Tag Archives: Audio Theater

Apollyon, Episode 4 “Unfamiliar”

I’ve mentioned previously I have a couple roles in Apollyon, a drama about dealing with a pandemic in a world 150 years from now. I can be heard in the first episode and, now, this one.

If you’re a fan of thoughtful sci-fi, you may well enjoy this. I’m very happy to have been a part of it.

This role was rewarding in a special way because, when I mention I’ve had to deal with estate lawyers, you can guess why. I tried to put some of that voice into Mr. Claver.

The Hear Now Festival: Celebrating Audio Fiction

Our move to make more events virtual these days thanks to the pandemic, making them easier to attend, also means it’s easier to forget to attend them.

That was the case for me and the Hear Now Festival, an annual celebration of audio fiction put on by folks over at NATF (National Audio Theatre Festivals, Inc.).

I missed some of the events, but luckily for me –and possibly for you– there’s a few sessions that are available to re-listen to, including a great hour-long intro to Norman Corwin, a true master of audio fiction as well as a panel on making modern audio fiction with Fred Greenleigh and many others.

As I’ve mentioned many times in regards to Jabberwocky Audio Theater, I grew up listening to vintage radio fiction — one of the reasons there is a Jabberwocky Audio Theater. I’m glad events like this exist and hope to attend some in person in the future.

Apollyon, Episode 1 plus Fundraiser

Hey, I mentioned last month that I was in an upcoming audio drama… and it’s here:

The first episode is online, along with a link to a fundraiser which will allow the producers to pay for the rest of the season, including making sure we actors get paid. So, especially if you’re a fan of human-centric thoughtful science fiction, give episode one a listen and spread the word. And if you are able, any ducats would be appreciated.

Live Theater & Audio Theater

A lot of our company members of Jabberwocky Audio Theater usually make some of their living from performing in live theater… though at the present you can imagine that isn’t as easy.

Still, I know that live theater will return. Last month, I  shared a message from the artistic director of the Guthrie Theater in Minnesota about theater’s enduring qualities.

In the interim, theaters are finding ways to weather the closures and one way, as detailed on NPR, is to do plays as radio dramas.

The article references Orson Welles’ famous “War of the Worlds” broadcast from 1938, which Jabberwocky commemorated in 2018 with our own live performance of “War of the Worlds,” set in modern day and locally here in the Washington, DC area.

I hope this trend helps keep the lights on for many theaters — and while I grew up with both types of theater, I’m quite excited by the prospects that this introduces new listeners to the “Theater of the Mind.”

Remembering Ed Walker: Saying Goodbye to an Era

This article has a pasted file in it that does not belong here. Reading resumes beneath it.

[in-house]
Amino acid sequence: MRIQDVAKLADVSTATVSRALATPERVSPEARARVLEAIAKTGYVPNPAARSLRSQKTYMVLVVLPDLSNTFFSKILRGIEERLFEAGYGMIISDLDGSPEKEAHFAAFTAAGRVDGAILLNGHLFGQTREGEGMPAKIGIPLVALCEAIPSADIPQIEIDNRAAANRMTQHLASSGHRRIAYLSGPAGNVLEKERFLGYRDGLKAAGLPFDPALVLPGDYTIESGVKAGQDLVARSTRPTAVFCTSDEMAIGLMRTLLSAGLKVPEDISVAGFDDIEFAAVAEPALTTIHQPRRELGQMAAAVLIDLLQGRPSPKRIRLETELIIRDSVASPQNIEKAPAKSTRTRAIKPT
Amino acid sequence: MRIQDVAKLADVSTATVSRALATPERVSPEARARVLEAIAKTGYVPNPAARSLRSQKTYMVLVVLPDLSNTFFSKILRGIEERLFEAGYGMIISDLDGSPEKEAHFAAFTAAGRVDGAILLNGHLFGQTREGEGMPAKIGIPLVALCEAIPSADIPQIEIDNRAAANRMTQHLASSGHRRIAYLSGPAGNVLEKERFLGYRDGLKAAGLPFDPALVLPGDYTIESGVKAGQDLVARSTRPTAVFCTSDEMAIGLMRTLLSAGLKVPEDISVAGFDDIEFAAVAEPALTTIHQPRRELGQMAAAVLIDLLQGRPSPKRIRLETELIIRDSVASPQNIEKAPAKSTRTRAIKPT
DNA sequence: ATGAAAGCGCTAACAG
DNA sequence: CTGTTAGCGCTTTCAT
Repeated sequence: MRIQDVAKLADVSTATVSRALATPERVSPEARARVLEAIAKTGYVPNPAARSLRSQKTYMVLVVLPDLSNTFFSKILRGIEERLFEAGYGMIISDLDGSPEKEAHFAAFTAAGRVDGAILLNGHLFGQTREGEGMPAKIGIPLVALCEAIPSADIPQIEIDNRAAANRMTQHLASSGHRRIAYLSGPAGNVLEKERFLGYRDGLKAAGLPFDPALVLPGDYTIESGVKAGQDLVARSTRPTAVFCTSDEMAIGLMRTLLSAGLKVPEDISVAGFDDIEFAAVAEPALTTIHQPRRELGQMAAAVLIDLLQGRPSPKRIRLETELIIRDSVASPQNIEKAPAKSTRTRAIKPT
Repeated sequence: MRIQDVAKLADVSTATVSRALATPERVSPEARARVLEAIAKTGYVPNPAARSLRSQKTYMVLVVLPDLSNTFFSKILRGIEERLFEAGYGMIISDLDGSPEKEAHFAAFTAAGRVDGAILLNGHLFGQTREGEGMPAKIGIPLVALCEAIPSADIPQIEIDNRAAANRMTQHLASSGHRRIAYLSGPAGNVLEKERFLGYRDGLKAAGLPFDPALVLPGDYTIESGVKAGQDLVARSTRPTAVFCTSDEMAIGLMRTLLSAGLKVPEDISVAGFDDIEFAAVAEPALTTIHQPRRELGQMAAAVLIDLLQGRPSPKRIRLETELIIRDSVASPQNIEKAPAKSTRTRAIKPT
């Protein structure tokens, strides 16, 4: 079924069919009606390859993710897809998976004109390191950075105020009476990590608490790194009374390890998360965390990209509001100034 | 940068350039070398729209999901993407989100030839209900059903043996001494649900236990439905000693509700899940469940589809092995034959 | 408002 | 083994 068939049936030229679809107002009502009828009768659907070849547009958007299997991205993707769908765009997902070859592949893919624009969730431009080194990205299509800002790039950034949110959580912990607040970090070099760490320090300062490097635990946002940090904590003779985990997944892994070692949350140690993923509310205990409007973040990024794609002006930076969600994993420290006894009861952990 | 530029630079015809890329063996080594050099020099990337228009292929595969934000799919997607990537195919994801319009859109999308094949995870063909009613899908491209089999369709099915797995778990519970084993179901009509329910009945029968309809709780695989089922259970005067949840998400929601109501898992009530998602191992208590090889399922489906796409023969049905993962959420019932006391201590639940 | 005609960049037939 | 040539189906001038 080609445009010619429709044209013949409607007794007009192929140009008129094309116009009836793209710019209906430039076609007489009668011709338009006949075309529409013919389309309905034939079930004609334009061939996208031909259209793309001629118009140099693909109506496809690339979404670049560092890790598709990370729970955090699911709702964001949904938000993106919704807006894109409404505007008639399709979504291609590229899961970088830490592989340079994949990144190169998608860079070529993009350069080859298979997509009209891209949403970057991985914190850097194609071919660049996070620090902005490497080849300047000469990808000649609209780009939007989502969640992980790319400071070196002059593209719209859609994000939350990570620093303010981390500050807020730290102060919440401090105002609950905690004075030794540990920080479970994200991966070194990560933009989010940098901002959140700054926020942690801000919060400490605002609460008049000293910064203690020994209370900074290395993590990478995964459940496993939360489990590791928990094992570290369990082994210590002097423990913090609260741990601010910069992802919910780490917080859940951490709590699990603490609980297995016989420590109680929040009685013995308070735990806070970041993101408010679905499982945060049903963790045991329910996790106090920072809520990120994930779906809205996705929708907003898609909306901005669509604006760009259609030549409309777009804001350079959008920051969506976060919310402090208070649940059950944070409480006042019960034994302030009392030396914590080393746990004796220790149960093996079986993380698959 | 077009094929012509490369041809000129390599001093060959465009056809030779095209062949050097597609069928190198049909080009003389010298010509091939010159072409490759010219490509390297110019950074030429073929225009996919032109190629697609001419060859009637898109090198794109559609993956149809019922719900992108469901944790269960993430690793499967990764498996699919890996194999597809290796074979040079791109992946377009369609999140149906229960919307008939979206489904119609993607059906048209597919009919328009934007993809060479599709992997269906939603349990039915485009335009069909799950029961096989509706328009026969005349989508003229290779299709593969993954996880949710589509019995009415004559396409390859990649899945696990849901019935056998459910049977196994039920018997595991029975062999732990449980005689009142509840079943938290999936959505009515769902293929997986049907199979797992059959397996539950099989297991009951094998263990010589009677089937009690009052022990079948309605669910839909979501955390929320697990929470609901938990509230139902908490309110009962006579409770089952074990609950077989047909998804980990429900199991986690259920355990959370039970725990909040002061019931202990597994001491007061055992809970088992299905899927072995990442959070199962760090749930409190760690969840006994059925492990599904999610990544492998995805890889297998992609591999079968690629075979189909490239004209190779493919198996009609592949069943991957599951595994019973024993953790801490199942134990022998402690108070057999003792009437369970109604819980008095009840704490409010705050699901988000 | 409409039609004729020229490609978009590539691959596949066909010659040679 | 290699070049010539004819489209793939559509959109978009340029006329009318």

A couple weeks ago, I learned that longtime host of The Big Broadcast and even longer-time radio figure, Ed Walker, would be retiring. He was doing so to spend more time with his family and battle the cancer with which he had been diagnosed. His last broadcast would be Sunday, October 25th.

Like many other longtime fans, I was determined to tune in at 7pm this past Sunday. This may seem strange in the age of streaming and content-on-demand. I even knew that it would be pre-recorded, not live. Still, it felt as close as one could get to a communal event.

Ed picked a smorgasbord of radio that he counted among his favorites to fill the four hours. He had the Stan Freeberg show, a production of Three Skeleton Key, a particularly emotional Dragnet, a gritty, unsentimental episode of Gunsmoke, and even some selections from the Joy Boys, his own creation with Willard Scott that ran locally for about 20 years. It was a great “Best of” showcasing all you could do with the “Theater of the Mind,” Ed Walker’s playground and calling for over 60 years. I mean, the guy helped start the very radio station where this show was broadcasting from!

You could hear his voice was a bit slower, without quite the vigor you’d remember as he introduced shows and songs from broadcasts back. But the warmth was there, all the more so when it finally came to sign-off. It was a great note to end on.

But then I joined many other longtime fans learned Monday that, even though the Big Broadcast would continue, it really was the end of an era. After listening to the final broadcast with his family on Sunday night night, Ed Walker passed away peacefully in his sleep early Monday morning. It really was the end.

I was going to post here earlier in the week, but I’m glad I waited, as WAMU has put together a splendid web page, listing over a dozen great links to articles and interviews… plus Ed’s final show.

Also,  one might expect, many local media outlets published their obituaries/remembrances for Ed Walker on Monday, often linking to interviews with him in recent years:

It’s still very sad to say goodbye, but I’m glad he got to spend his final days with the whole region celebrating his life and career as well as being with his family at the end. RIP, Ed Walker.